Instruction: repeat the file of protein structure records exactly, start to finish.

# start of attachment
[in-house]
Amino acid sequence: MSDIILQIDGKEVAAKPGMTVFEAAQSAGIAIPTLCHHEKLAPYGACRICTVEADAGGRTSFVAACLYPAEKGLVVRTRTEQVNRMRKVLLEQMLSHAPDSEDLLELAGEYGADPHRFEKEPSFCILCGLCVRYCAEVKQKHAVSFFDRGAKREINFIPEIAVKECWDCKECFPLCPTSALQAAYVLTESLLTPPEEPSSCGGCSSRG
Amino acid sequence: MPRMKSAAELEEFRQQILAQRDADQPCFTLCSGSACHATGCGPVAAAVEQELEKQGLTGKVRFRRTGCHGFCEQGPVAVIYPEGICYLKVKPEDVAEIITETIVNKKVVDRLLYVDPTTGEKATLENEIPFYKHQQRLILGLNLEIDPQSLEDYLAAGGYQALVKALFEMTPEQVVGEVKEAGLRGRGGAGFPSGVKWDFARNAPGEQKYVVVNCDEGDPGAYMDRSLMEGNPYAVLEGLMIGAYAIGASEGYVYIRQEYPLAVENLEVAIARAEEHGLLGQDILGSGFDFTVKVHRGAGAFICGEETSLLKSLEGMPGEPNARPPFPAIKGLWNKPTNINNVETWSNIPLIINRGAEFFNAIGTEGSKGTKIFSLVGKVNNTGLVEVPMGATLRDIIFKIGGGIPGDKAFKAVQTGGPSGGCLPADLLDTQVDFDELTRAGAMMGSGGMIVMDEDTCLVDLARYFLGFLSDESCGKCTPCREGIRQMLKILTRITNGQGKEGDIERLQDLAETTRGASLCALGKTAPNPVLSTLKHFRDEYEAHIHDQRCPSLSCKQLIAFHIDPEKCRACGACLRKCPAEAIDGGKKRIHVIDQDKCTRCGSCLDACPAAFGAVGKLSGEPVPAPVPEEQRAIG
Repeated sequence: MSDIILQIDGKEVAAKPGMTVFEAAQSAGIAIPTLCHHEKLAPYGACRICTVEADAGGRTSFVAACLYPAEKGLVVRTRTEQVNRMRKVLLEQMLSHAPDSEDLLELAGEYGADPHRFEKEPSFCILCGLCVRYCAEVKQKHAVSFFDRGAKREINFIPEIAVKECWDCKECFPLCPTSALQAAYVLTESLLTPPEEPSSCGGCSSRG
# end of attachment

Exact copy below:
[in-house]
Amino acid sequence: MSDIILQIDGKEVAAKPGMTVFEAAQSAGIAIPTLCHHEKLAPYGACRICTVEADAGGRTSFVAACLYPAEKGLVVRTRTEQVNRMRKVLLEQMLSHAPDSEDLLELAGEYGADPHRFEKEPSFCILCGLCVRYCAEVKQKHAVSFFDRGAKREINFIPEIAVKECWDCKECFPLCPTSALQAAYVLTESLLTPPEEPSSCGGCSSRG
Amino acid sequence: MPRMKSAAELEEFRQQILAQRDADQPCFTLCSGSACHATGCGPVAAAVEQELEKQGLTGKVRFRRTGCHGFCEQGPVAVIYPEGICYLKVKPEDVAEIITETIVNKKVVDRLLYVDPTTGEKATLENEIPFYKHQQRLILGLNLEIDPQSLEDYLAAGGYQALVKALFEMTPEQVVGEVKEAGLRGRGGAGFPSGVKWDFARNAPGEQKYVVVNCDEGDPGAYMDRSLMEGNPYAVLEGLMIGAYAIGASEGYVYIRQEYPLAVENLEVAIARAEEHGLLGQDILGSGFDFTVKVHRGAGAFICGEETSLLKSLEGMPGEPNARPPFPAIKGLWNKPTNINNVETWSNIPLIINRGAEFFNAIGTEGSKGTKIFSLVGKVNNTGLVEVPMGATLRDIIFKIGGGIPGDKAFKAVQTGGPSGGCLPADLLDTQVDFDELTRAGAMMGSGGMIVMDEDTCLVDLARYFLGFLSDESCGKCTPCREGIRQMLKILTRITNGQGKEGDIERLQDLAETTRGASLCALGKTAPNPVLSTLKHFRDEYEAHIHDQRCPSLSCKQLIAFHIDPEKCRACGACLRKCPAEAIDGGKKRIHVIDQDKCTRCGSCLDACPAAFGAVGKLSGEPVPAPVPEEQRAIG
Repeated sequence: MSDIILQIDGKEVAAKPGMTVFEAAQSAGIAIPTLCHHEKLAPYGACRICTVEADAGGRTSFVAACLYPAEKGLVVRTRTEQVNRMRKVLLEQMLSHAPDSEDLLELAGEYGADPHRFEKEPSFCILCGLCVRYCAEVKQKHAVSFFDRGAKREINFIPEIAVKECWDCKECFPLCPTSALQAAYVLTESLLTPPEEPSSCGGCSSRG